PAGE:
Notice that if you use some function like count(), min(), max() ... in the same query (SELECT MAX(Column) FROM TABLENAME) you won't get the same exception but a "0" result instead.

Wednesday, May 11, 2011

a great way of improving your java code: findbugs!

We decided to make our project's code more robust and bug-free. I suggested the use of Findbugs which is basically a program that uses static analysis to search for bugs in your java code. It can be used as IDE plug-in or as a stand-alone application. Findbugs pinpoints problematic places in your code. There are many type of pre-defined problems that Findbugs looks for like duplicate case branches in switch statements, streams which are not closed in all cases, inefficient use of map iterator, redundant comparison to null ... etc. I can't recommend Findbugs enough.

Tuesday, February 22, 2011

bufferedwriter or windows, which one of you is my enemy?

I was planning to name a file I generated using the username and the date of generation, so my naming format was like "01-03-2010-13:33-user1". When I'm trying to do that with BufferedWriter of our beloved Java, this file is not created. ":" is not allowed by Windows so a file with "01-03-2010-13" as a name is created and nothing is inserted although I called bufferedWriter.write("something"). The good part is that no exception is thrown by BufferedWriter. Great isnt it?

Monday, February 7, 2011

thank you axis2 for this handful of close_wait

In one of our projects we are using axis2 1.4 for generating the client side of the web service. Our web service part is working for few hours but gets stuck for no apparent reason. After I investigate a little I saw that it generates lots of sockets with CLOSE_WAIT state which results this freeze. I google a bit about similar problems with Axis2 and saw that this a known bug. Here's the source I used for fixing it. As explicitly calling the garbage collector didn't seem like a good solution, and as I can't upgrade axis2, I opt for changing the HTTP version to 1.0. For this I set a single field in the ServiceStub by calling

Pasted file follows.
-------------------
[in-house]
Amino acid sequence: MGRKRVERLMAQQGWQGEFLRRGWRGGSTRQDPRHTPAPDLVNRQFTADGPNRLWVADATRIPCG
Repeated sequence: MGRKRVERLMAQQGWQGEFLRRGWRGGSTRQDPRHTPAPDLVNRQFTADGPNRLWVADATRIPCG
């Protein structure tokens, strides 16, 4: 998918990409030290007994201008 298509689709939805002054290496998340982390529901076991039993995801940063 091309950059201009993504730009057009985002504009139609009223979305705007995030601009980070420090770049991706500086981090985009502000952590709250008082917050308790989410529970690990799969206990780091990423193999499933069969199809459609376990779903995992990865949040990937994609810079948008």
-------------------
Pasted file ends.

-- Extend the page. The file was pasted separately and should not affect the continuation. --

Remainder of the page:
from ServiceStub where this object is created.
After that, this CLOSE_WAIT bug is fixed.

Thursday, February 3, 2011

no such method? you must be joking java.lang.NoSuchMethodError

In our project we use Spring Security's new release and we didn't care about the versions of different Spring components like Spring Beans, Core etc and probably left few old versions next to new versions. The result is a nice exception and I had to figure out why.

java.lang.NoSuchMethodError: org.springframework.beans.MutablePropertyValues.add(Ljava/lang/String;Ljava/lang/Object;)Lorg/springframework/beans/MutablePropertyValues;

After a little bit of googling I saw that the root cause is the fact that we use old versions in some Spring components next to new ones. I removed the old ones from pom.xml and everything's fixed.

Friday, January 14, 2011

et tu log4j? java.lang.classnotfoundexception: org.apache.log4j.enhancedpatternlayout

While I was setting log4j for our new project I got the following exception:

log4j:ERROR Could not instantiate class [org.apache.log4j.EnhancedPatternLayout].
java.lang.ClassNotFoundException: org.apache.log4j.EnhancedPatternLayout